Pulled Pork: The Sandwich

Put it all together for a great barbecue meal

Pulled pork sandwich
Ian Collins/Flickr

There are several ways to serve pork barbecue. In many places, you will find it served up without sauce on a plate, but more commonly you will find it served as a sandwich. The sandwich tradition goes back to old tent revivals and political rallies where pulled pork sandwiches were served up by the hundreds or even thousands to guarantee a good turn out. You can still get these sandwiches served at restaurants from the big to the small across the south. In fact, they are starting to turn up in national chain restaurants around the world.

Start off With the Pork

Shredded pork: To make a pulled pork sandwich you need to start off with the pork. It should be shredded fine, with no large pieces. You want it to be loose in the bun and easy to eat. Now if the pork is smoked right it won't be chewy in the least. From here you need a bun. Cheap white bread buns are the bread of choice. Fancy and expensive buns simply won't do. You don't need high-quality or flavorful bread for this sandwich. All the bread does is give you something to hold onto. Simple buns absorb juices and sauce but don't add much in the way of flavor to the sandwich, so the meat is what stands out.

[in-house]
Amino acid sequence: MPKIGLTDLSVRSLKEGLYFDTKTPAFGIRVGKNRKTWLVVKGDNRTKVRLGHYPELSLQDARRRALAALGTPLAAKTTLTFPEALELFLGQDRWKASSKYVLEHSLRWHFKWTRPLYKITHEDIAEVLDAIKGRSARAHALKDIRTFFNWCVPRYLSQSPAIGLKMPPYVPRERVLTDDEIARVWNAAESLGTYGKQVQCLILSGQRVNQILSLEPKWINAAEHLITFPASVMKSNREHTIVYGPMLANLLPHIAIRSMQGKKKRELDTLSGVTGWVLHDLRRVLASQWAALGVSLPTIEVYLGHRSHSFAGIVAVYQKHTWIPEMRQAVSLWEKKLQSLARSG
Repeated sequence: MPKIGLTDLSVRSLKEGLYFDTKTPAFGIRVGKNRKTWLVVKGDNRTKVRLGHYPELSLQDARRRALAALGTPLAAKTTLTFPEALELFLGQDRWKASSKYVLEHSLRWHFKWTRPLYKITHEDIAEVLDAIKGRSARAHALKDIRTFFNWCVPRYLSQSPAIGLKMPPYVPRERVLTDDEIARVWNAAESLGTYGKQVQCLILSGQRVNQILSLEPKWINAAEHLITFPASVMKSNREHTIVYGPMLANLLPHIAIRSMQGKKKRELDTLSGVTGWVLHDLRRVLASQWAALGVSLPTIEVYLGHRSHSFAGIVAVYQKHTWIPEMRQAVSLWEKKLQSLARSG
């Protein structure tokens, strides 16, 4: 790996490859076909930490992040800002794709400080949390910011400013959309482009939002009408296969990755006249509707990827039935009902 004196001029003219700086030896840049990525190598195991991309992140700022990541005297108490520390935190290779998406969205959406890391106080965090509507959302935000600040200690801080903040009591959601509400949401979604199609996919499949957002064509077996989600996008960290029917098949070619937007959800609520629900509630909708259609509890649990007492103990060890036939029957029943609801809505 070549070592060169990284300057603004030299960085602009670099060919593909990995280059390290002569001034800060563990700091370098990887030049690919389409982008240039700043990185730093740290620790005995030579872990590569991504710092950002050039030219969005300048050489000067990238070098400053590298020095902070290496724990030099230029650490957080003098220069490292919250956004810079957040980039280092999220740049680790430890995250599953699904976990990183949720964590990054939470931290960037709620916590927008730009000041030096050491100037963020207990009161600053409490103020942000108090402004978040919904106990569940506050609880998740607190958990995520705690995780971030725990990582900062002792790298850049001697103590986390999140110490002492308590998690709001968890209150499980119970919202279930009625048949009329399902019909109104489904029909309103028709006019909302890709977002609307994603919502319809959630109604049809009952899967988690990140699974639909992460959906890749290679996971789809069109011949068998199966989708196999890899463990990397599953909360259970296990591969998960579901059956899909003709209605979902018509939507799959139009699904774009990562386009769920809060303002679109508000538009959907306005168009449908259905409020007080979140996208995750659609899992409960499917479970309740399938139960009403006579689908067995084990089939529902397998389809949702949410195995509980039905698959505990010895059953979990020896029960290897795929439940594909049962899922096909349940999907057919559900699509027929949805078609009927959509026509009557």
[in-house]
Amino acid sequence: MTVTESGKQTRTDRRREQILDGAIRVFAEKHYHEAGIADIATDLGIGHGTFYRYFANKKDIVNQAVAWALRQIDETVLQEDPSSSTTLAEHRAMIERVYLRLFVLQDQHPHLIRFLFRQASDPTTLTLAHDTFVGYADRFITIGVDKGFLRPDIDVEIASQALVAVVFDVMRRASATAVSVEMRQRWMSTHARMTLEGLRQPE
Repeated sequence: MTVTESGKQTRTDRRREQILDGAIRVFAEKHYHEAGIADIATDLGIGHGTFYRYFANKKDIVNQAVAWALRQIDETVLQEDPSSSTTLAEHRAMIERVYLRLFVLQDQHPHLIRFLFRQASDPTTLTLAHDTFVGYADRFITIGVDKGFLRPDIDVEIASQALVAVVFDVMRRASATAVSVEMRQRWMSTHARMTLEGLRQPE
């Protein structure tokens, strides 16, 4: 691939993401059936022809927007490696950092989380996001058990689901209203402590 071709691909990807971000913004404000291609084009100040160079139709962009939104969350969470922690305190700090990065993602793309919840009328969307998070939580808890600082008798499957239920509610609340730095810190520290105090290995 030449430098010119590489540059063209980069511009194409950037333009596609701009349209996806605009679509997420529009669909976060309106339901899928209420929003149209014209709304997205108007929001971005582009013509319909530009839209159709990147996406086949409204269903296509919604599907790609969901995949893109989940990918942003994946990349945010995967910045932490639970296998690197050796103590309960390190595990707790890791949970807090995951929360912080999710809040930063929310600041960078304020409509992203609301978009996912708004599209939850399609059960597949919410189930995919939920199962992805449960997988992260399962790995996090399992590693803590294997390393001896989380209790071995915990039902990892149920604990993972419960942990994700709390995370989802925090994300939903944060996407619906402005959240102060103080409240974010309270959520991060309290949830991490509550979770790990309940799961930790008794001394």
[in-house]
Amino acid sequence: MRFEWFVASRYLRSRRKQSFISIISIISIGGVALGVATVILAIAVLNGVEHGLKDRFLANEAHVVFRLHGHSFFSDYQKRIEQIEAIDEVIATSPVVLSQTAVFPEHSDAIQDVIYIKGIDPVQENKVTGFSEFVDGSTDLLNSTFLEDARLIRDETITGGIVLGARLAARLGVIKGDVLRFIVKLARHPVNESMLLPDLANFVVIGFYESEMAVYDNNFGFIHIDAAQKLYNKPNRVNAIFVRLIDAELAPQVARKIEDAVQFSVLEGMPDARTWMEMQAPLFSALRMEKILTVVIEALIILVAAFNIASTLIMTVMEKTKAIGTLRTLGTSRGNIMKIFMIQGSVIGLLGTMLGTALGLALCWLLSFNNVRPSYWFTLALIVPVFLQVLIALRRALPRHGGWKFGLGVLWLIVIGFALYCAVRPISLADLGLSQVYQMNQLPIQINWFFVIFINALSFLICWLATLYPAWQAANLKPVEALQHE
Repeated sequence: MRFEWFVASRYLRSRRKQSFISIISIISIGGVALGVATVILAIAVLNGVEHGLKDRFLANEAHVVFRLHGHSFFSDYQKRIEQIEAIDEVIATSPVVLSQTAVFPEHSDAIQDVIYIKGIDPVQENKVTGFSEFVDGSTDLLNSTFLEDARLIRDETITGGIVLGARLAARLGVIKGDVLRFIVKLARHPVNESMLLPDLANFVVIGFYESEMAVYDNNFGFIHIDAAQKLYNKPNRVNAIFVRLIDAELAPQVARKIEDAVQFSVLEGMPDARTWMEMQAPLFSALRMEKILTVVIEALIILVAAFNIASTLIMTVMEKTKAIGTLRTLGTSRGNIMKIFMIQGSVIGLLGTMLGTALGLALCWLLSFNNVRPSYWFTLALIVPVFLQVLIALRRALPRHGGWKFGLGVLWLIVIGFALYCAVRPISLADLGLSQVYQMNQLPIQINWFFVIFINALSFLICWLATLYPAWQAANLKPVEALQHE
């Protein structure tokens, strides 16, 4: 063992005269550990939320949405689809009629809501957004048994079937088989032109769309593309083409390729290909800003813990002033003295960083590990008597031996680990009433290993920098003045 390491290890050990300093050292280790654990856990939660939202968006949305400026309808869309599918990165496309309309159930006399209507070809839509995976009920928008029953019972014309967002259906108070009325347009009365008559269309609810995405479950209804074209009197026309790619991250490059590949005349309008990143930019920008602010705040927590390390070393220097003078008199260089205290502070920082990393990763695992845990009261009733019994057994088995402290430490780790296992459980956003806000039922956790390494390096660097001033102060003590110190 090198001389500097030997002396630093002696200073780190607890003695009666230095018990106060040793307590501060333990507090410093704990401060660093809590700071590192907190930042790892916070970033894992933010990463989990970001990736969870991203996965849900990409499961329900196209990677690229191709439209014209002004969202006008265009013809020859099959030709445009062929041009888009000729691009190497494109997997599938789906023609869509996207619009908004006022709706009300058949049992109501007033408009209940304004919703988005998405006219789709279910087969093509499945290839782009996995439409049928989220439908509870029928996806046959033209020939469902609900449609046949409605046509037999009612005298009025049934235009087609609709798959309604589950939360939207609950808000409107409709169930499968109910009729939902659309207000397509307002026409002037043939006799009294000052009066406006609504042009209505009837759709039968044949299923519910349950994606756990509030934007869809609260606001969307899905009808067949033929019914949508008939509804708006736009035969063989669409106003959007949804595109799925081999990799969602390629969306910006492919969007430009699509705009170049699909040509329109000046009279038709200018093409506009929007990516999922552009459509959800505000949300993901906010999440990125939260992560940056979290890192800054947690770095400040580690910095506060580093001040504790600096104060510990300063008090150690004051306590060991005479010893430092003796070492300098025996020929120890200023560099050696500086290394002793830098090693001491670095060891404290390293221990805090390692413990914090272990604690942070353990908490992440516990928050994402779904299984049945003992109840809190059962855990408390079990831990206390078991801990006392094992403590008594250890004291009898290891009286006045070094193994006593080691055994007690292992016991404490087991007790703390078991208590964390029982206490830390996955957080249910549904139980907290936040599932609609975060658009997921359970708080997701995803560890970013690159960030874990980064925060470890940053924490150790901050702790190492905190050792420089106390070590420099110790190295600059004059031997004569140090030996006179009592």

The Standard Coleslaw

Cole slaw: Next comes the issue of the slaw. For most people, coleslaw is portable salad stuff that gets served in little polystyrene containers with chicken. In some regions of the pulled pork globe, the coleslaw can be on the side or it can be in the sandwich. Either way is fine as long as the coleslaw isn't too strong in flavor. The type of coleslaw used is generally nothing fancy. In fact, we've seen pulled pork sandwiches topped with just chopped cabbage. However, the standard coleslaw is cabbage, mayonnaise, vinegar, and pepper. Like the bun, the slaw should be simple. It adds a tartness and a crunchy texture but allows the meat to remain the star of the show.

Serving These Sandwiches

As for serving these sandwiches, we find it best to let the diners assemble their own. This way they get exactly what they want. Try serving up yours with two barbecue sauces, one hot and one sweet, a simple coleslaw and plenty of buns. Everything can be optional. The last time we served them up we don't think two people put them together in the same way.